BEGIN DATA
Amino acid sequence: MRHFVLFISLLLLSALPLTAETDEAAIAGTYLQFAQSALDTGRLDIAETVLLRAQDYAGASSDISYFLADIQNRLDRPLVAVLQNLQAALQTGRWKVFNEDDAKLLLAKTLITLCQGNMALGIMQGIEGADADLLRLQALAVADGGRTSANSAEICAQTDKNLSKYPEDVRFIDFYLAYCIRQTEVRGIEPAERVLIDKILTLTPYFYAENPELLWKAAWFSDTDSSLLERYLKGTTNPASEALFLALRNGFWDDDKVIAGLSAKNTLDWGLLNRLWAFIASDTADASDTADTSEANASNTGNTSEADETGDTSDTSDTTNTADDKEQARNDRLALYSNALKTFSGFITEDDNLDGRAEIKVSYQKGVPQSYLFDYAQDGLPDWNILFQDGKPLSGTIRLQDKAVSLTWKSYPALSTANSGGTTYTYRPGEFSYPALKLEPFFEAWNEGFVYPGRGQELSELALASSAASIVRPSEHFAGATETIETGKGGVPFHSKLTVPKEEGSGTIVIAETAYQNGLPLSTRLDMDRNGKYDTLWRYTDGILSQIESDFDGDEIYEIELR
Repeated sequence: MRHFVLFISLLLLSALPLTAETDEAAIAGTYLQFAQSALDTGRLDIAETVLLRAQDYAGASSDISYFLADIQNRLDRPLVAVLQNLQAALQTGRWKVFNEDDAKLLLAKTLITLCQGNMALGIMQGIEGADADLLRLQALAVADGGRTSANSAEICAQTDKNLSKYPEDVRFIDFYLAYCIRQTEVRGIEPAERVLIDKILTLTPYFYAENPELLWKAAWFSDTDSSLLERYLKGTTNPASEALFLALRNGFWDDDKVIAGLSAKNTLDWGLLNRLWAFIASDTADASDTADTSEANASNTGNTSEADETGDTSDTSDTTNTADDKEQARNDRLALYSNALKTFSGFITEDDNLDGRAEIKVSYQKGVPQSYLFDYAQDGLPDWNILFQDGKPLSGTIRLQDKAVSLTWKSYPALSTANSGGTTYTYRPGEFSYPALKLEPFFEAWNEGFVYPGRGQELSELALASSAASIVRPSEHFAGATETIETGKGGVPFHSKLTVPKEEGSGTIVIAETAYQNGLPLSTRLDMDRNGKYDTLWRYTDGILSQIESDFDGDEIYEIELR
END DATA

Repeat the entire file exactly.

Amino acid sequence: MRHFVLFISLLLLSALPLTAETDEAAIAGTYLQFAQSALDTGRLDIAETVLLRAQDYAGASSDISYFLADIQNRLDRPLVAVLQNLQAALQTGRWKVFNEDDAKLLLAKTLITLCQGNMALGIMQGIEGADADLLRLQALAVADGGRTSANSAEICAQTDKNLSKYPEDVRFIDFYLAYCIRQTEVRGIEPAERVLIDKILTLTPYFYAENPELLWKAAWFSDTDSSLLERYLKGTTNPASEALFLALRNGFWDDDKVIAGLSAKNTLDWGLLNRLWAFIASDTADASDTADTSEANASNTGNTSEADETGDTSDTSDTTNTADDKEQARNDRLALYSNALKTFSGFITEDDNLDGRAEIKVSYQKGVPQSYLFDYAQDGLPDWNILFQDGKPLSGTIRLQDKAVSLTWKSYPALSTANSGGTTYTYRPGEFSYPALKLEPFFEAWNEGFVYPGRGQELSELALASSAASIVRPSEHFAGATETIETGKGGVPFHSKLTVPKEEGSGTIVIAETAYQNGLPLSTRLDMDRNGKYDTLWRYTDGILSQIESDFDGDEIYEIELR
Repeated sequence: MRHFVLFISLLLLSALPLTAETDEAAIAGTYLQFAQSALDTGRLDIAETVLLRAQDYAGASSDISYFLADIQNRLDRPLVAVLQNLQAALQTGRWKVFNEDDAKLLLAKTLITLCQGNMALGIMQGIEGADADLLRLQALAVADGGRTSANSAEICAQTDKNLSKYPEDVRFIDFYLAYCIRQTEVRGIEPAERVLIDKILTLTPYFYAENPELLWKAAWFSDTDSSLLERYLKGTTNPASEALFLALRNGFWDDDKVIAGLSAKNTLDWGLLNRLWAFIASDTADASDTADTSEANASNTGNTSEADETGDTSDTSDTTNTADDKEQARNDRLALYSNALKTFSGFITEDDNLDGRAEIKVSYQKGVPQSYLFDYAQDGLPDWNILFQDGKPLSGTIRLQDKAVSLTWKSYPALSTANSGGTTYTYRPGEFSYPALKLEPFFEAWNEGFVYPGRGQELSELALASSAASIVRPSEHFAGATETIETGKGGVPFHSKLTVPKEEGSGTIVIAETAYQNGLPLSTRLDMDRNGKYDTLWRYTDGILSQIESDFDGDEIYEIELR